Are you in for an indie e-reader? According to a recent Publishers Weekly article, the American Booksellers Association is looking into developing an e-reader to compete with Amazon’s Kindle and Barnes & Noble’s Nook. To keep up with the same features the larger chains offer through eBook downloads, independent bookstores would offer eBooks through venues including the Google ebookstore.
For consumers, this makes sense — an e-reader that caters to people who want to support independent booksellers while also purchasing eBooks. This would also help self-publishers diversify their distribution. If a writer wanted to support independent bookstores through the sale of their book, now they would have a choice to do that, instead of having to sell it through Amazon or Barnes & Noble.
“Reading Local” is what independent booksellers hope to emphasize over the next few months, as they begin to look into increasing sales of eBooks. As one bookseller put it, “This idea [Reading Local] came from listening to people tell me that you can’t buy eBooks locally. Last year, 28% of our sales were eBooks.”
Whether an indie e-reader will be enough of an incentive to get consumers to “read local” is a source of skepticism for some store-owners, but there’s also hope such a device could level the playing field. Often, when buying a device such as the Kindle, a reader will only use Amazon to buy their books, even though independent booksellers sell books compatible with the Kindle through their own stores. An indie e-reader would ensure all electronic bookstores would be equally convenient, allowing a more persuasive argument to be made to “read local.”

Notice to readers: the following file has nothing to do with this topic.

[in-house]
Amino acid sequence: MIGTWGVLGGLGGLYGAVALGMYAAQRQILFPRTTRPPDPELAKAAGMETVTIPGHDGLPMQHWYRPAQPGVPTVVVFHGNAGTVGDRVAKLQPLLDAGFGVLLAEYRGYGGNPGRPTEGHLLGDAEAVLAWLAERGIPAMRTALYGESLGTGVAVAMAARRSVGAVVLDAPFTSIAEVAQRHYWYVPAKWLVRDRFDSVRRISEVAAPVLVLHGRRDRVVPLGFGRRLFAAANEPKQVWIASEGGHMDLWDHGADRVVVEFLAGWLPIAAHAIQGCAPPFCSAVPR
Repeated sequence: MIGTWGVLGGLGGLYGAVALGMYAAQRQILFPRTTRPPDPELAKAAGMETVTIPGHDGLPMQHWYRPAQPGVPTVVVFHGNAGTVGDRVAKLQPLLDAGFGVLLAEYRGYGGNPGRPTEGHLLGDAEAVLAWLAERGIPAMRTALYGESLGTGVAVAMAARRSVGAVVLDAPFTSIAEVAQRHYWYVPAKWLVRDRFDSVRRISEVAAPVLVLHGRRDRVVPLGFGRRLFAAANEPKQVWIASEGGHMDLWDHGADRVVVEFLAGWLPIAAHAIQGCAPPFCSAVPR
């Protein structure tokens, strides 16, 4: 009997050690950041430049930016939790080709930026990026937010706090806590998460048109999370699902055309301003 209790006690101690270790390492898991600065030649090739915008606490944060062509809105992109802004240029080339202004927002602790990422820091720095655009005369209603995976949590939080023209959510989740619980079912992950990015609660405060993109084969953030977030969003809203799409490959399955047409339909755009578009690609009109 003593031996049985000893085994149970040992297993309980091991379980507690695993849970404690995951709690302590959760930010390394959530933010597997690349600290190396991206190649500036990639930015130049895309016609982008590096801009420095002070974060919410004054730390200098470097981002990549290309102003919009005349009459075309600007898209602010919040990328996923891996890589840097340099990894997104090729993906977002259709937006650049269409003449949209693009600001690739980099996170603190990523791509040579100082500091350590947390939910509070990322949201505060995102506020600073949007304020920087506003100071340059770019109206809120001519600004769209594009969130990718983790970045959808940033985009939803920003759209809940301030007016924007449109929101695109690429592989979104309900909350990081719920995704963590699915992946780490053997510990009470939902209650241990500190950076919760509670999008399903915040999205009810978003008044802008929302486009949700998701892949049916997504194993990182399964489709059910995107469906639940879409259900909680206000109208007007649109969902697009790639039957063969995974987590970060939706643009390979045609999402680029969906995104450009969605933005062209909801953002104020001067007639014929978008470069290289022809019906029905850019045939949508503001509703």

Self-publishers can even target a release to help support a single bookstore by only offering it through that bookstore’s site. Think what a boon it would be if a successful self-publisher only sold through their local store — it would strengthen the connection between writer and community, while also stressing the author’s region and identity.
Still, independent booksellers are a long way off from developing a competitor to Amazon, Barnes & Noble, and Apple. Even so, bookstore owners seem to agree that the indie e-reader would be a smart business innovation. As one bookseller put it, “I remain convinced that there is room in the market for such a device. I believe that indie bookstores need such a device in order to properly formulate an effective e-book strategy by closing the loop with their customers.”
So, are you in?
Max Rivlin-Nadler writes for the Lulu Blog – Archived